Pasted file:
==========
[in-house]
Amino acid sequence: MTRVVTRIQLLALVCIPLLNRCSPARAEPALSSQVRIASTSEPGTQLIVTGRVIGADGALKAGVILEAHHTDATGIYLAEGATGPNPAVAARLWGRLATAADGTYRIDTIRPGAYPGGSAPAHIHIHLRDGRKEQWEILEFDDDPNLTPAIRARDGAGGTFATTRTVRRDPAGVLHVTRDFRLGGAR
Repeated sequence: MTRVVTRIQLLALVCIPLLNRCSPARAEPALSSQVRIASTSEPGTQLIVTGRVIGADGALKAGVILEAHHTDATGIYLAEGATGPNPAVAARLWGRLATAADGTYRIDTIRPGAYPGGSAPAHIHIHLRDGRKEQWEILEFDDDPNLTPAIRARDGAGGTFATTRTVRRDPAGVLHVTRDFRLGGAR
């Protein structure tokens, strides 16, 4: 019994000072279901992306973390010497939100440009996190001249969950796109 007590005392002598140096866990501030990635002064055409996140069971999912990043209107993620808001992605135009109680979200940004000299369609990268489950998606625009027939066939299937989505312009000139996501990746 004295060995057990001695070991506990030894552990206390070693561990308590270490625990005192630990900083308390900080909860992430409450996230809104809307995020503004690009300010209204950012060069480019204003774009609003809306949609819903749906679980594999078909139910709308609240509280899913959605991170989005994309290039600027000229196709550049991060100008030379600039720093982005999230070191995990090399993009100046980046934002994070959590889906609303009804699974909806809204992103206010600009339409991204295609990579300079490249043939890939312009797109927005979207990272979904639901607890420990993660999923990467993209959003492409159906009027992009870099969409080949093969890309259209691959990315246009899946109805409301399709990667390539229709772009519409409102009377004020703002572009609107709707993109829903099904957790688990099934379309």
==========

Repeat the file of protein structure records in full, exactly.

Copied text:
[in-house]
Amino acid sequence: MTRVVTRIQLLALVCIPLLNRCSPARAEPALSSQVRIASTSEPGTQLIVTGRVIGADGALKAGVILEAHHTDATGIYLAEGATGPNPAVAARLWGRLATAADGTYRIDTIRPGAYPGGSAPAHIHIHLRDGRKEQWEILEFDDDPNLTPAIRARDGAGGTFATTRTVRRDPAGVLHVTRDFRLGGAR
Repeated sequence: MTRVVTRIQLLALVCIPLLNRCSPARAEPALSSQVRIASTSEPGTQLIVTGRVIGADGALKAGVILEAHHTDATGIYLAEGATGPNPAVAARLWGRLATAADGTYRIDTIRPGAYPGGSAPAHIHIHLRDGRKEQWEILEFDDDPNLTPAIRARDGAGGTFATTRTVRRDPAGVLHVTRDFRLGGAR
């Protein structure tokens, strides 16, 4: 019994000072279901992306973390010497939100440009996190001249969950796109 007590005392002598140096866990501030990635002064055409996140069971999912990043209107993620808001992605135009109680979200940004000299369609990268489950998606625009027939066939299937989505312009000139996501990746 004295060995057990001695070991506990030894552990206390070693561990308590270490625990005192630990900083308390900080909860992430409450996230809104809307995020503004690009300010209204950012060069480019204003774009609003809306949609819903749906679980594999078909139910709308609240509280899913959605991170989005994309290039600027000229196709550049991060100008030379600039720093982005999230070191995990090399993009100046980046934002994070959590889906609303009804699974909806809204992103206010600009339409991204295609990579300079490249043939890939312009797109927005979207990272979904639901607890420990993660999923990467993209959003492409159906009027992009870099969409080949093969890309259209691959990315246009899946109805409301399709990667390539229709772009519409409102009377004020703002572009609107709707993109829903099904957790688990099934379309």